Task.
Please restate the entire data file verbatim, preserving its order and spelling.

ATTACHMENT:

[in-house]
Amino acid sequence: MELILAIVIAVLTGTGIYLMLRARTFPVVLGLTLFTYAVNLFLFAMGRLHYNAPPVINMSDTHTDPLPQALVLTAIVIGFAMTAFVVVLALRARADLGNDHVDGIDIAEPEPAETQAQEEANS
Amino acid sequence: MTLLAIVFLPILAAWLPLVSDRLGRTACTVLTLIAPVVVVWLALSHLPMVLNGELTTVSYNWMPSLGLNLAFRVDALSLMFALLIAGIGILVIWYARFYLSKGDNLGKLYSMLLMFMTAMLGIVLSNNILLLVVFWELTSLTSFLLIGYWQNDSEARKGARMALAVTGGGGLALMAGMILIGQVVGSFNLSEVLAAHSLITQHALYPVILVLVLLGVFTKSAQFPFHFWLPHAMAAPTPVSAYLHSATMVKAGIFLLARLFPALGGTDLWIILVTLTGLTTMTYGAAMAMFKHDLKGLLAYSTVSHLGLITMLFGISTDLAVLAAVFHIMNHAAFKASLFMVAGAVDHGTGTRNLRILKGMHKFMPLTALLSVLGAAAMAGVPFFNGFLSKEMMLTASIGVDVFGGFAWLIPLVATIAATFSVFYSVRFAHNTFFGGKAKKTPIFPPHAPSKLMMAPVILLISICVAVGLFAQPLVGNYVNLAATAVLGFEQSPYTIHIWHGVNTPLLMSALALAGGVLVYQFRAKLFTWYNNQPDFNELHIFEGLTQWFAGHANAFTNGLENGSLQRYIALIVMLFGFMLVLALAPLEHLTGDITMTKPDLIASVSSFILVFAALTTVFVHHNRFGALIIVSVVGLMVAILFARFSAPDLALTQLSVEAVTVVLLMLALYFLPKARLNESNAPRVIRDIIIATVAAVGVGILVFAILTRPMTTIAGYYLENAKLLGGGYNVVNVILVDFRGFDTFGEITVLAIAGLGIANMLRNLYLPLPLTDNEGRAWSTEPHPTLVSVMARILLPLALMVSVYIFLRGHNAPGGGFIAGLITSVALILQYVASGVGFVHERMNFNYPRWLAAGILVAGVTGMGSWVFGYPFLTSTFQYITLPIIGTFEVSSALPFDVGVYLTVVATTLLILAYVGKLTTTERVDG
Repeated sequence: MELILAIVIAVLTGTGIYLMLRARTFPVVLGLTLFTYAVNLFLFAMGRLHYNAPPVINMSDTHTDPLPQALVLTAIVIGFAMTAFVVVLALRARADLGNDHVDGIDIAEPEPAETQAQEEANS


[in-house]
Amino acid sequence: MELILAIVIAVLTGTGIYLMLRARTFPVVLGLTLFTYAVNLFLFAMGRLHYNAPPVINMSDTHTDPLPQALVLTAIVIGFAMTAFVVVLALRARADLGNDHVDGIDIAEPEPAETQAQEEANS
Amino acid sequence: MTLLAIVFLPILAAWLPLVSDRLGRTACTVLTLIAPVVVVWLALSHLPMVLNGELTTVSYNWMPSLGLNLAFRVDALSLMFALLIAGIGILVIWYARFYLSKGDNLGKLYSMLLMFMTAMLGIVLSNNILLLVVFWELTSLTSFLLIGYWQNDSEARKGARMALAVTGGGGLALMAGMILIGQVVGSFNLSEVLAAHSLITQHALYPVILVLVLLGVFTKSAQFPFHFWLPHAMAAPTPVSAYLHSATMVKAGIFLLARLFPALGGTDLWIILVTLTGLTTMTYGAAMAMFKHDLKGLLAYSTVSHLGLITMLFGISTDLAVLAAVFHIMNHAAFKASLFMVAGAVDHGTGTRNLRILKGMHKFMPLTALLSVLGAAAMAGVPFFNGFLSKEMMLTASIGVDVFGGFAWLIPLVATIAATFSVFYSVRFAHNTFFGGKAKKTPIFPPHAPSKLMMAPVILLISICVAVGLFAQPLVGNYVNLAATAVLGFEQSPYTIHIWHGVNTPLLMSALALAGGVLVYQFRAKLFTWYNNQPDFNELHIFEGLTQWFAGHANAFTNGLENGSLQRYIALIVMLFGFMLVLALAPLEHLTGDITMTKPDLIASVSSFILVFAALTTVFVHHNRFGALIIVSVVGLMVAILFARFSAPDLALTQLSVEAVTVVLLMLALYFLPKARLNESNAPRVIRDIIIATVAAVGVGILVFAILTRPMTTIAGYYLENAKLLGGGYNVVNVILVDFRGFDTFGEITVLAIAGLGIANMLRNLYLPLPLTDNEGRAWSTEPHPTLVSVMARILLPLALMVSVYIFLRGHNAPGGGFIAGLITSVALILQYVASGVGFVHERMNFNYPRWLAAGILVAGVTGMGSWVFGYPFLTSTFQYITLPIIGTFEVSSALPFDVGVYLTVVATTLLILAYVGKLTTTERVDG
Repeated sequence: MELILAIVIAVLTGTGIYLMLRARTFPVVLGLTLFTYAVNLFLFAMGRLHYNAPPVINMSDTHTDPLPQALVLTAIVIGFAMTAFVVVLALRARADLGNDHVDGIDIAEPEPAETQAQEEANS